According to the aerial inspection by Japan Coast Guard on August 21 (through JMA), Izu-Torishima had not smoked any longer, except for weak steaming in the southern part of the crater. However, faint discolored sea surface was observed around the island.
According to the information from Japan Coast Guard (through JMA), which is carring out the air inspection of the volcanic activity at Izu-Torishima, the eruption activity had continued as of the noon of August 14; the eruption cloud reached about 4,000 ft (5,000 ft as maximum) above the sea level on August 13, and about 3,000 feet on August 14. Three active areas from which smokes were emitted were observed along the western inner-wall of the summit crater. The crater seems to have widened during eruption. Discolored sea surface disappeared on August 14.
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Photo1: Northwestern view of Izu-Torishima around the August 13 noon. Courtesy of Japan Coast Guard.
Photo2: Southwestern view of Izu-Torishima around the August 13 noon. Courtesy of Japan Coast Guard
Photo3: Discolored sea surface NW of the island around the August 13 noon. Courtesy of Japan Coast Guard
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Photo4: View of Izu-Torishima on the August 14 aftenoon. Courtesy of Japan Coast Guard
Photo5: View of the summit crater on the August 14 aftenoon. Courtesy of Japan Coast Guard
JMA issued the Volcano Observation Report No.2 on Izu-Torishima volcano at 17:15 this day, based on their inspection from the aircraft of the Japan Coast Guard during 11:45-12:45 a.m. Ash-laden plume was rising from SW crater wall of the summit crater (Iwoyama) and white plumes from S to SE crater wall (see photos). Vigorous ash plume had risen up to 200 to 300 m above the crater every few minutes, being drifted to W around 1 km above the sea level. The summit area and the middle slope NNW of the summit were covered with ash fall deposits. Discolored sea surface was observed as far as 20 km W from the island.
Photo-1: Southern view of Torishima volcano with eruption plume from the summit crater, taken by Messrs Iino and Kanno, JMA around the noon of August 12, 2002.
Photo-2: Crater at Mt. Iwoyama, Torishima volcano, taken by Messrs Iino and Kanno, JMA staff around the noon of August 12, 2002.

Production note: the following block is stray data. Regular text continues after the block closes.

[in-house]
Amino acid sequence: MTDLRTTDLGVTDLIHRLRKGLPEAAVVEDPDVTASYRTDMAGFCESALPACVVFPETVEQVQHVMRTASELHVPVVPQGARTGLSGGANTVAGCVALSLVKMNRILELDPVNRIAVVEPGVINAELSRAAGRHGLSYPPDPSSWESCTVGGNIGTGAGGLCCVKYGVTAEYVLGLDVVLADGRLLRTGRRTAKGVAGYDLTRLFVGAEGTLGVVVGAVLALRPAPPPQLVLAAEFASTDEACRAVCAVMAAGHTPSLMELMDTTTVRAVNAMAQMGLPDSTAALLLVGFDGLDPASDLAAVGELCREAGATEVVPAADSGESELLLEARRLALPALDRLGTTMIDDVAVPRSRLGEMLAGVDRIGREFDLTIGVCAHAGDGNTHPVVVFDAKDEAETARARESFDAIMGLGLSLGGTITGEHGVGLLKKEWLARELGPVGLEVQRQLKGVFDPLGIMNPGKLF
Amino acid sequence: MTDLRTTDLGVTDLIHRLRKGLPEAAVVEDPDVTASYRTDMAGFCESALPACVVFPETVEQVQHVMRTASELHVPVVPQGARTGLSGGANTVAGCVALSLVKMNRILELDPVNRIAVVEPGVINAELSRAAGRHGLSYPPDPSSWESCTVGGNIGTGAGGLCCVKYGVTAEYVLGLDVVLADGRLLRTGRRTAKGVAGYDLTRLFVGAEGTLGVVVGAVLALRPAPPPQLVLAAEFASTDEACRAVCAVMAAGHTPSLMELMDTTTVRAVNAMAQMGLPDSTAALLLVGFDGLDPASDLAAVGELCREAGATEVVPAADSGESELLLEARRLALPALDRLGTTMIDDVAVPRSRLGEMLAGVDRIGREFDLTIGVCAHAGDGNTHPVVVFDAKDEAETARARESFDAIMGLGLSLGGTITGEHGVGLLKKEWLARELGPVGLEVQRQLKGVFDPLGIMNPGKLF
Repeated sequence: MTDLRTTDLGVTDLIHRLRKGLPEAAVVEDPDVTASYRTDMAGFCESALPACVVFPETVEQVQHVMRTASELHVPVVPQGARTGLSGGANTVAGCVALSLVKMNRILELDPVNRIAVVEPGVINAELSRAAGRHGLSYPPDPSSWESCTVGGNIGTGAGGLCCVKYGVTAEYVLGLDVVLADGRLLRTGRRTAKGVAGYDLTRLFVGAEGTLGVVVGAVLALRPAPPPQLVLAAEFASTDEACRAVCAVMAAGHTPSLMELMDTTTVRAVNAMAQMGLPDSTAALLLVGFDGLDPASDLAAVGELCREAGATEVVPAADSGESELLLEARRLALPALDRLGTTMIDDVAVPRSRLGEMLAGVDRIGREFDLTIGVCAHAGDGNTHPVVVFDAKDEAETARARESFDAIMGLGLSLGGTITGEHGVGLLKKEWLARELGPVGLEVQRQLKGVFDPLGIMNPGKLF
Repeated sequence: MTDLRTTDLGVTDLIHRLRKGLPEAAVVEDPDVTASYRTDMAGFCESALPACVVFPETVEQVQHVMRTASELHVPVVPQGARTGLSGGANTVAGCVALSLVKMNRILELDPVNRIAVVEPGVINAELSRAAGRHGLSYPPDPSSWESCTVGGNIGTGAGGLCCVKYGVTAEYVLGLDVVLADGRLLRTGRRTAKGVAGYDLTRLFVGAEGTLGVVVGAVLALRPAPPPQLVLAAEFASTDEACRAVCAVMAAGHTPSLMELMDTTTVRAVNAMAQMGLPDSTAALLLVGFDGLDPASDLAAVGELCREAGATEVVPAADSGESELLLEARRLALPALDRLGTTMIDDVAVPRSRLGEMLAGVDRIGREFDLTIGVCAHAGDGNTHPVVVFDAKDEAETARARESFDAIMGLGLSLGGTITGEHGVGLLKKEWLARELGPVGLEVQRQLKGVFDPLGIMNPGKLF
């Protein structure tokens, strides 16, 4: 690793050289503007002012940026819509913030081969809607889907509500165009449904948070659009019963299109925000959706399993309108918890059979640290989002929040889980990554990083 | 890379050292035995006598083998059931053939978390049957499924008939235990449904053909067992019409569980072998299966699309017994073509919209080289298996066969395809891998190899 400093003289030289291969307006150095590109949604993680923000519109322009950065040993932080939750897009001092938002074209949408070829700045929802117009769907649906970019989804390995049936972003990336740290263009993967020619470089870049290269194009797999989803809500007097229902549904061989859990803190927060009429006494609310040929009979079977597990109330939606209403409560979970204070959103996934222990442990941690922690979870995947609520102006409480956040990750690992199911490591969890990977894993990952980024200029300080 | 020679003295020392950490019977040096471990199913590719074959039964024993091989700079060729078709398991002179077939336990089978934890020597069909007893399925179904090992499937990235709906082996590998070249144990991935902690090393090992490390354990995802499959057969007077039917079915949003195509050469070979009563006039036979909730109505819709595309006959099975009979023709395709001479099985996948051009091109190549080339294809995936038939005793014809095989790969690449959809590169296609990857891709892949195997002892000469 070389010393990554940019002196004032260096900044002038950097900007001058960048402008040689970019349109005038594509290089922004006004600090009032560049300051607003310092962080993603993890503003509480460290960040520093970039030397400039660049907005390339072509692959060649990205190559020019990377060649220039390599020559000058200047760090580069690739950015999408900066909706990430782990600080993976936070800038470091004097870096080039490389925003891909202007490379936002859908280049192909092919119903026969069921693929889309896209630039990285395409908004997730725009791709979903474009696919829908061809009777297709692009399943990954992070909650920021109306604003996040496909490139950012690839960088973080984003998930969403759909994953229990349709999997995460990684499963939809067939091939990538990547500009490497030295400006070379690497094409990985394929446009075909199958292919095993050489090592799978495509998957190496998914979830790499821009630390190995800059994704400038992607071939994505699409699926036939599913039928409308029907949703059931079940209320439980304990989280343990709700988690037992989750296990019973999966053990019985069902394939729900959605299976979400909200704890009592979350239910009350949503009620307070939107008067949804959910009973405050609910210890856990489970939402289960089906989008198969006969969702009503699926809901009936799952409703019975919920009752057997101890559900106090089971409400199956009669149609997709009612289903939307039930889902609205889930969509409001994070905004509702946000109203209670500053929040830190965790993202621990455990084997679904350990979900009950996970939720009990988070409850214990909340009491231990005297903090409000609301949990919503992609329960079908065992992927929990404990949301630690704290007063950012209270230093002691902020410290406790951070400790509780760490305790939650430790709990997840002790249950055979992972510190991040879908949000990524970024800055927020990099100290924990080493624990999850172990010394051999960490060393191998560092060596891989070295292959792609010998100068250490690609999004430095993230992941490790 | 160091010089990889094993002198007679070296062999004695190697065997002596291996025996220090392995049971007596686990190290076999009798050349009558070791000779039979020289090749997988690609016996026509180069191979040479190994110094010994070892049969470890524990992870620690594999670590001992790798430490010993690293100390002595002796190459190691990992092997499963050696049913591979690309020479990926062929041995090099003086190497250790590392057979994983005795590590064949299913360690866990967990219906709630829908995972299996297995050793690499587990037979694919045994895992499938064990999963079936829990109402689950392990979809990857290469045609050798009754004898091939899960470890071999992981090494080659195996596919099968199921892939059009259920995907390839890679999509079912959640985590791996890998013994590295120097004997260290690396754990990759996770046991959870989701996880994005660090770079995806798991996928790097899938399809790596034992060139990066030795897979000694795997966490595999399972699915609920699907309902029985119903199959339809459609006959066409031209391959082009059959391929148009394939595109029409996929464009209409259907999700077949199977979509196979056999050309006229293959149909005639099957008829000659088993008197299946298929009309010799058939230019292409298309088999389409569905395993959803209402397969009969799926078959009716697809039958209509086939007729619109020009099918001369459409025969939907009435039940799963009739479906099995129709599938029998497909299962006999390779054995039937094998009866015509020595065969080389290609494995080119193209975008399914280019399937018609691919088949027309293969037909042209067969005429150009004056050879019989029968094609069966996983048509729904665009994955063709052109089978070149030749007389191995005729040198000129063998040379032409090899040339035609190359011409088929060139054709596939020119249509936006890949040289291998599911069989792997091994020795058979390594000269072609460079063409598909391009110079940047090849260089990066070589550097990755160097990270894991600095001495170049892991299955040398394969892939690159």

The Yomiuri Shinbun shot the image of volcanic-ashy smoke rising from the summit of Izu-Torishima volcano on the August 12 morning (below).
Western view of the Izu-Torishima island taken from the Yomiuri-Shinbun aircraft at 8:45 a.m., August 12, 2002 (Courtesy of Yomiuri Shinbun)
NAVTEX Navigational Warnings were issued from the Yokohama station of the Japan Coast Guard around 9 p.m., August 11, 2002; "Nanpo Shoto. Ioyama of Torishima, White smoke spouting observed".
JMA issued the Volcano Observation Report No.1 on Izu-Torishima volcano at 10:30 p.m. the same day, reporting the rising smoke as high as 200 to 300 m above the summit.
"Around 15:30 (JST) on Aug 11, a ship sailing near Izu-Torishima Island reported to the Japan Coast Guard that they witnessed a white smoke rising from the summit of the volcano island. After receiving this new, the Japan Coast Guard had inspected this island from the air during 17:38-18:18, and confirmed the rising plume of 200-300 m high from near the summit of Iwoyama. JMA is planning the inspection from the air on August 12. Unconfirmed information to the Japan Coast Guard on the August 12 morning said a black smoke is rising".
Information contact: JMA, Tomonori Kannno, email@example.com; Hitoshi Yamasato, firstname.lastname@example.org
Izu-Torishima is a basaltic to basaltic andesite volcano of an ovoid-shaped island, 2.7 km across, about 600 km south of Tokyo. The latest eruptions occurred in 1902 and 1939. In the 1902 eruption, the central cone was lost by the eruptions, resulting in the formation of a large crater (800 m long and 300 m wide) in the centeral part of the island. Eruptions also occurred in the NW coast and in the sea about 1 km SSW of the island. One hundred twenty five people, all of islanders, were killed in these eruptions. In the 1939 eruption, lava of about 0.1 cubic kilometer flowed out.
Though the JMA staffs had carried out the meteorological and volcanological monitoring on this volcano during 1947-1965, they withdrew from the island in the seismic crisis in 1965. No one stays in this island now.
Torishima is the breeding ground of a scarce seabird in the world, short-tailed ALBATROSS.
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